How to manage the 'most misunderstood’ but ‘well meaning’ generation

How to manage the 'most misunderstood’ but ‘well meaning’ generation

Harnessing the connections and engagement levels of millennials is the single biggest people management and customer opportunity today, writes Bruce Cotterill

Attendees at Xerocon 2018

Attendees at Xerocon 2018

10 messages from millennials to their managers

1. What is the organisation trying to achieve?

2. Tell me who our key people are and how I can interact with them.

3. How does my role fit into the overall plan — how do I contribute to the achievement of the company objectives?

4. Make my role meaningful and relevant.

5. Please give me current, regular, constructive feedback and help me to grow.

6. How do I know if I am being successful?

7. Talk to me and listen to my opinions and ideas, and don’t criticise me for asking dumb questions.

8. Help me to understand why we are doing the things that we do.

9. Give me the tools I need to do the job.

10. Tell me where we are heading and help me to understand what the future looks like for our business and my role in that.

ShadowTech Day at Transpower
ShadowTech Day at Transpower

10 messages from managers to millennials

1. Listen to experienced people. They are not old, or out of date. They are experienced and you can learn from them.

2. Understand the differences between the way you were brought up and the real world; you won’t always win and you are not always right.

3. You have to prove yourself before you will get promoted.

4. Sometimes you will have to do stuff you don’t want to do, but you will learn a lot from those experiences.

5. Keep asking good questions. You will learn much as a result. If that frustrates your boss, you are at the wrong place.

6. Work really hard to have meaningful conversations with other people — face to face. Yes, even people you don’t know well.

7. The ability to build and maintain strong relationships with your team and your customers will always be important — and you don’t build relationships via social media. Be face to face as often as possible.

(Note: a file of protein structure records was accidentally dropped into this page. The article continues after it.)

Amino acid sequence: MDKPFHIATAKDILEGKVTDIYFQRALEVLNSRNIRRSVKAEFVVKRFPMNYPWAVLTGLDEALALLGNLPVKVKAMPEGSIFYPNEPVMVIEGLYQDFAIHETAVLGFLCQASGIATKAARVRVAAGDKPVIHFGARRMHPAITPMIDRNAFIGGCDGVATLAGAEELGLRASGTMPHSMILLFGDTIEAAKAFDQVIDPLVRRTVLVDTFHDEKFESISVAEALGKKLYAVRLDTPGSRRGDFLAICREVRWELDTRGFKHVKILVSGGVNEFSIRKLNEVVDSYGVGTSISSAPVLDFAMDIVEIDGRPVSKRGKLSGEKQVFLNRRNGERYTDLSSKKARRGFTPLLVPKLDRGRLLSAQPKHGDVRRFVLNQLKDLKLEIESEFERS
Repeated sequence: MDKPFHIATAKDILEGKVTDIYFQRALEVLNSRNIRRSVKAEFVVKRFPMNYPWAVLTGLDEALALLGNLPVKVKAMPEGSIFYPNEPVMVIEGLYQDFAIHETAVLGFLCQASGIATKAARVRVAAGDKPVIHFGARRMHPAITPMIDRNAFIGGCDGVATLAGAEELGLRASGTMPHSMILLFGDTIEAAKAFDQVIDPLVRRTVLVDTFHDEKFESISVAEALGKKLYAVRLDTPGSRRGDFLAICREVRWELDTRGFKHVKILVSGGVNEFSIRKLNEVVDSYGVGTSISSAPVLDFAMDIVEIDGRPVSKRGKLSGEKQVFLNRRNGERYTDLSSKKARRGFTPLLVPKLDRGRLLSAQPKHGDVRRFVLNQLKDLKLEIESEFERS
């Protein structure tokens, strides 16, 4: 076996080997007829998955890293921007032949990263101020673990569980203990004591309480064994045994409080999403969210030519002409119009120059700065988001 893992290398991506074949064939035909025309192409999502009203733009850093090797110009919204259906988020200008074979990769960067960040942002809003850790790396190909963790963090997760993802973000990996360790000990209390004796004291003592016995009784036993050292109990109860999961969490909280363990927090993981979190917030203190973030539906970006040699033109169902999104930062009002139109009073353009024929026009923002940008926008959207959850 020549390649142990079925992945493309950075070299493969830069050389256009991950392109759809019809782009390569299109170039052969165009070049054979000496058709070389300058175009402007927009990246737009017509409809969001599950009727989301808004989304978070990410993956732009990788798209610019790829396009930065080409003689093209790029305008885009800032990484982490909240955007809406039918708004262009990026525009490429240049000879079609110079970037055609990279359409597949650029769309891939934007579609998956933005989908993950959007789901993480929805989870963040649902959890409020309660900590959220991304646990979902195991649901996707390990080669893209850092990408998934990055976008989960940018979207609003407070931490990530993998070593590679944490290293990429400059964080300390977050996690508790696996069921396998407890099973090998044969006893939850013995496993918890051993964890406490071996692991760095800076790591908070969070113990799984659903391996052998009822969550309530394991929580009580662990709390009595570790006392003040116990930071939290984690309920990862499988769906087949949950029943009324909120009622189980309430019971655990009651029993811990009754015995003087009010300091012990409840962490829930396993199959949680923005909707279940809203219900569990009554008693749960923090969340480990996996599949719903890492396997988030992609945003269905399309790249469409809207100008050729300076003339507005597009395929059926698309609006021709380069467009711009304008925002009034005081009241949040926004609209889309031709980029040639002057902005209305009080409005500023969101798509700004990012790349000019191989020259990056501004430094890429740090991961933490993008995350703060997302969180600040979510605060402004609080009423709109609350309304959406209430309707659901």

8. If you are not getting recognised or making an impact within six months, that’s okay. Learn the business, develop your skills, try different things and grow your role gradually as your skills develop.

9. Make the most of every opportunity, especially if you are given the opportunity to lead — take it.

10. Put your phone away. Look for opportunities to talk to people rather than stare at your phone — in the coffee shop or in the meeting room. Offer to help others instead of checking your Instagram feed. This will not come naturally to you. But it will help you to develop a broader range of people skills and you will build better relationships.

Bruce Cotterill has been at the helm of organisations of all sizes, from three people to 3500, with revenues ranging from zero to $800 million. As CEO, he has led turnarounds at real estate group Colliers, Kerry Packer’s ACP Magazines, and iconic Kiwi sportswear company Canterbury International.  He is a highly regarded business communicator assisting managers, leaders and their organisations to improve their performance and profitability. This is an excerpt from his book The Best Leaders Don’t Shout, where he shares the lessons learned as he and his teams have defended businesses against the threats of the poor performance he inherited, and then, turned those same businesses around into highly profitable organisations with engaged teams and ecstatic customers.

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